Looking at the profile of this cooler, we find that the cooler is designed with an offset, as many coolers with similar piping structures often are. This moves the cooler and the fan away from the memory, which would be off to the left side of the cooler when installed.
Looking at the back of the Ouranos' fin stack, we have laid the cooler down to show off the inset design of the fins. This allows the fan to build a bit more momentum before it enters the cooler, to help raise efficiency.
As we gander down the side of the cooler, we can easily see the grooves near the edges that are used to hold the fan clips. We also see that this is an open design, with no tabs supporting it here either.
Rather than having a top fin and exposing the pipe tips, Reeven made the call to add a one millimeter thick, brushed aluminum top plate, with nickel-plated fasteners. Reeven also took the time to set the name dead center, and add a few more cuts to add a bit of style.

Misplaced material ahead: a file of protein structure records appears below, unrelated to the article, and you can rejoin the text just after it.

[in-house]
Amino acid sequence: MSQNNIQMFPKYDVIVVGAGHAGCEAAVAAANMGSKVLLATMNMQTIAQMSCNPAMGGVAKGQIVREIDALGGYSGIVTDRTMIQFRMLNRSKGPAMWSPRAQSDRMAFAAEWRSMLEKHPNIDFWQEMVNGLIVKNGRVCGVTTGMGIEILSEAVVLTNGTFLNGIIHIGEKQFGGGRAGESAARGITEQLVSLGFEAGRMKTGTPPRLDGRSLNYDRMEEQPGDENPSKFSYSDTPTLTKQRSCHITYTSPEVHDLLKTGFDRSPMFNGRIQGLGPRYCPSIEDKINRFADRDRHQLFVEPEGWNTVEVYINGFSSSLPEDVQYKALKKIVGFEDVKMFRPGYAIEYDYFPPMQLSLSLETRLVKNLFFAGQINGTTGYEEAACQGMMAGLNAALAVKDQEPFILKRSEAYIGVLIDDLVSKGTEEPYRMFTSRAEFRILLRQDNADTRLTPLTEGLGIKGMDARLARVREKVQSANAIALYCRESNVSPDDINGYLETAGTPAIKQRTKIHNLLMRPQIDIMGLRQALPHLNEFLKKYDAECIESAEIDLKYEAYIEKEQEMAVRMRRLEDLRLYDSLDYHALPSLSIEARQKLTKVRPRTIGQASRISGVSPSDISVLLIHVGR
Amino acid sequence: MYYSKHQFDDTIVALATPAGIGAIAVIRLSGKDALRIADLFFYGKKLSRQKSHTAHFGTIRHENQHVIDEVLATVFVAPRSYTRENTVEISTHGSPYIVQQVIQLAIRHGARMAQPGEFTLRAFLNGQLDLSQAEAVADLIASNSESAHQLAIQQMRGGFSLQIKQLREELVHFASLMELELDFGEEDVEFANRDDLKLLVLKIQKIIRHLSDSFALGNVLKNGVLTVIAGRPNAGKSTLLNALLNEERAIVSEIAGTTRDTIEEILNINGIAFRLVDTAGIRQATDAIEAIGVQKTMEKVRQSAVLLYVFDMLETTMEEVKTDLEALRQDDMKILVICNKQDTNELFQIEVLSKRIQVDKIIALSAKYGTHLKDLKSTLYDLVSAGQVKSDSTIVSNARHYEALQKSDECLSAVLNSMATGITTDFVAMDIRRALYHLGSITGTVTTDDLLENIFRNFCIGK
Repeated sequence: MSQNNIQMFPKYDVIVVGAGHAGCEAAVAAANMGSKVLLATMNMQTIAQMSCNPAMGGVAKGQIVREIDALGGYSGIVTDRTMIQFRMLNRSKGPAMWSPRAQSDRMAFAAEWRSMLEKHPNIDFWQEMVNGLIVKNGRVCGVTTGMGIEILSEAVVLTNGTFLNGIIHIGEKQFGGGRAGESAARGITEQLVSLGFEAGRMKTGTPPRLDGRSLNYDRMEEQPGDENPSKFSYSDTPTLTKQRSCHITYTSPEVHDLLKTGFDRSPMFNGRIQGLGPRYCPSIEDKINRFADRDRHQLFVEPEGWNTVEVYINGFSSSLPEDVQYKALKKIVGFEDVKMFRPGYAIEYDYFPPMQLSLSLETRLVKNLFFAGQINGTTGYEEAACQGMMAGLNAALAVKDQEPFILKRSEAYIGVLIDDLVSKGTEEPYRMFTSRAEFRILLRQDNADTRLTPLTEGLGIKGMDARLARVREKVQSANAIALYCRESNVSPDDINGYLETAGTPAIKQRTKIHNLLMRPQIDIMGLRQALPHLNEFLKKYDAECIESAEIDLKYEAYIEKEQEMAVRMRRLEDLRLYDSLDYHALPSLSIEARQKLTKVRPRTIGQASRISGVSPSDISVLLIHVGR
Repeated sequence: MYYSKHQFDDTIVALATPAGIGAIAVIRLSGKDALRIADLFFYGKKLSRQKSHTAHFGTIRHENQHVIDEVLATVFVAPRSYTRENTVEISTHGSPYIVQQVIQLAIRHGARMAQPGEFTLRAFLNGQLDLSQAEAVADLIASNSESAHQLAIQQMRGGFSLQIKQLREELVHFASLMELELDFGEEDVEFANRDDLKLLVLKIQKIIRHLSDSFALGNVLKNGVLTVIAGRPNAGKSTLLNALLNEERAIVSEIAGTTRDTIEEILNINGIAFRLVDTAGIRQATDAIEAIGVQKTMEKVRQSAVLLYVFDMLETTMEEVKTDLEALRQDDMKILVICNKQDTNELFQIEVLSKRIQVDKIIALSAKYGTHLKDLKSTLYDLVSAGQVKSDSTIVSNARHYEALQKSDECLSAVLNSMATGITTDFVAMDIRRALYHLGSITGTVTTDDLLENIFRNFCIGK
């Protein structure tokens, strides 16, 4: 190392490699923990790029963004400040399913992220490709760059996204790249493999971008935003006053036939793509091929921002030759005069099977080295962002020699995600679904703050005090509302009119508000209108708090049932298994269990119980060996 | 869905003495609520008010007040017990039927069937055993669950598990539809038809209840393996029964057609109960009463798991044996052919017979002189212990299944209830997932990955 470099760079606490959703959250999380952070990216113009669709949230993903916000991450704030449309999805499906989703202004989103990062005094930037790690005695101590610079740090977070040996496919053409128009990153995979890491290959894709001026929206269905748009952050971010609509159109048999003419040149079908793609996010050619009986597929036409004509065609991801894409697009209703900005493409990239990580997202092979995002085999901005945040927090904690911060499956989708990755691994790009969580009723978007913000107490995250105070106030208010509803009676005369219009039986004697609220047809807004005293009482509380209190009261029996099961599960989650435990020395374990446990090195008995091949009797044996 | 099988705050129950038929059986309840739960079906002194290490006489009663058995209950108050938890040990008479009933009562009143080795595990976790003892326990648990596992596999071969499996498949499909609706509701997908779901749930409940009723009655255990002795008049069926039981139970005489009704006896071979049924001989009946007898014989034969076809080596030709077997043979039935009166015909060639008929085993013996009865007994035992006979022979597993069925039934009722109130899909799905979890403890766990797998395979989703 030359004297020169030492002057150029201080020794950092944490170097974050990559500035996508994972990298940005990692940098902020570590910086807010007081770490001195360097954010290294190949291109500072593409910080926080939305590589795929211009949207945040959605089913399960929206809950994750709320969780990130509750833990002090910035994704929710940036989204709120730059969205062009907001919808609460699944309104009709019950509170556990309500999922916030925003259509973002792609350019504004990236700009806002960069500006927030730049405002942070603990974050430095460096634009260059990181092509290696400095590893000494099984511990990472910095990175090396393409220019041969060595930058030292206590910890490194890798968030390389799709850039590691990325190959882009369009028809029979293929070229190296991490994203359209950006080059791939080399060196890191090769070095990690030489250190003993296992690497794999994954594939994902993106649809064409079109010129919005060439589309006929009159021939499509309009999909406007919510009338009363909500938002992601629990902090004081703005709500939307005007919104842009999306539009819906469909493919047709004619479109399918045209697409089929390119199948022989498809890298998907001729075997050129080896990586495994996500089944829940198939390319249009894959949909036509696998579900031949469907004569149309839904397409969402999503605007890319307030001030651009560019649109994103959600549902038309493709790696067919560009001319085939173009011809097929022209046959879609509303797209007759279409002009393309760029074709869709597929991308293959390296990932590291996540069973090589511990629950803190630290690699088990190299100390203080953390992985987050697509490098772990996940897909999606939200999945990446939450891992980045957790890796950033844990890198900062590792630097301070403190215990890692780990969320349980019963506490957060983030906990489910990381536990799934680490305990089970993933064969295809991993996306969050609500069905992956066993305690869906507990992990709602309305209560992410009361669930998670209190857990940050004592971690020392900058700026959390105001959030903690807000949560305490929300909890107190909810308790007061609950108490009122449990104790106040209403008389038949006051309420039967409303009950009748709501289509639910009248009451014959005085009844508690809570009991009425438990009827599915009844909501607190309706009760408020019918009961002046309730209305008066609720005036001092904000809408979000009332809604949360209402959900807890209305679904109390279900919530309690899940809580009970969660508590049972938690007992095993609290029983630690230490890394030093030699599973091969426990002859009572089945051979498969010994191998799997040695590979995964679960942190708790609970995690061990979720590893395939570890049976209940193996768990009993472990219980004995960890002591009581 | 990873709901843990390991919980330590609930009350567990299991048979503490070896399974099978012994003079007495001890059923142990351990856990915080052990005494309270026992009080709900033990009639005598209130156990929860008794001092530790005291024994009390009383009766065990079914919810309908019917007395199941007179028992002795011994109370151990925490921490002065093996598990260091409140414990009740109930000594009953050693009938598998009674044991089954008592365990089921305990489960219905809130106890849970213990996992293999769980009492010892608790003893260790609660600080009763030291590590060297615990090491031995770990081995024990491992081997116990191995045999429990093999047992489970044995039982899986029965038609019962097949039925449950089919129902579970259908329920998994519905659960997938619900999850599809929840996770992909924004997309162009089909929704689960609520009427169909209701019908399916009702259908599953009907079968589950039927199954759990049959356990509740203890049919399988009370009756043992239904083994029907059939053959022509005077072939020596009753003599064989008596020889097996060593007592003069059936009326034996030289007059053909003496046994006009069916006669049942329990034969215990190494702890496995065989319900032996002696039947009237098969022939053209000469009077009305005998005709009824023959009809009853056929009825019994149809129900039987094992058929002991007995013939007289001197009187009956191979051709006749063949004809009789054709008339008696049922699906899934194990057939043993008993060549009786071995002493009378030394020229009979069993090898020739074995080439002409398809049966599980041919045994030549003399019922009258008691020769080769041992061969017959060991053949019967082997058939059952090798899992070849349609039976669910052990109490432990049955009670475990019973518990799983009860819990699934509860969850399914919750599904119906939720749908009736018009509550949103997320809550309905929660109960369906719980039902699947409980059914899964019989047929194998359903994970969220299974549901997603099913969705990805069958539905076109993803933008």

We had to get an image of the pipes and their orientation into the fins. Here you can plainly see the thicker 8mm pipes in the middle, with a pair of 6mm pipes on either side. Rather than wasting this with HDT, they chose to use a copper base plate to evenly distribute the load.
After the milling process took the base to a slightly convex shape, it was refined to a very smooth finish. Then the copper was plated with nickel to keep certain paste from damaging the copper, and to prevent oxidation.
Just for the sake of seeing how well the 140mm fan looks on the cooler, and how much of the fin area it covers, we quickly installed it on the Ouranos. Of course, it can be placed much lower, but this shows better, allows us to see how much more fan there is than fin stack in this design.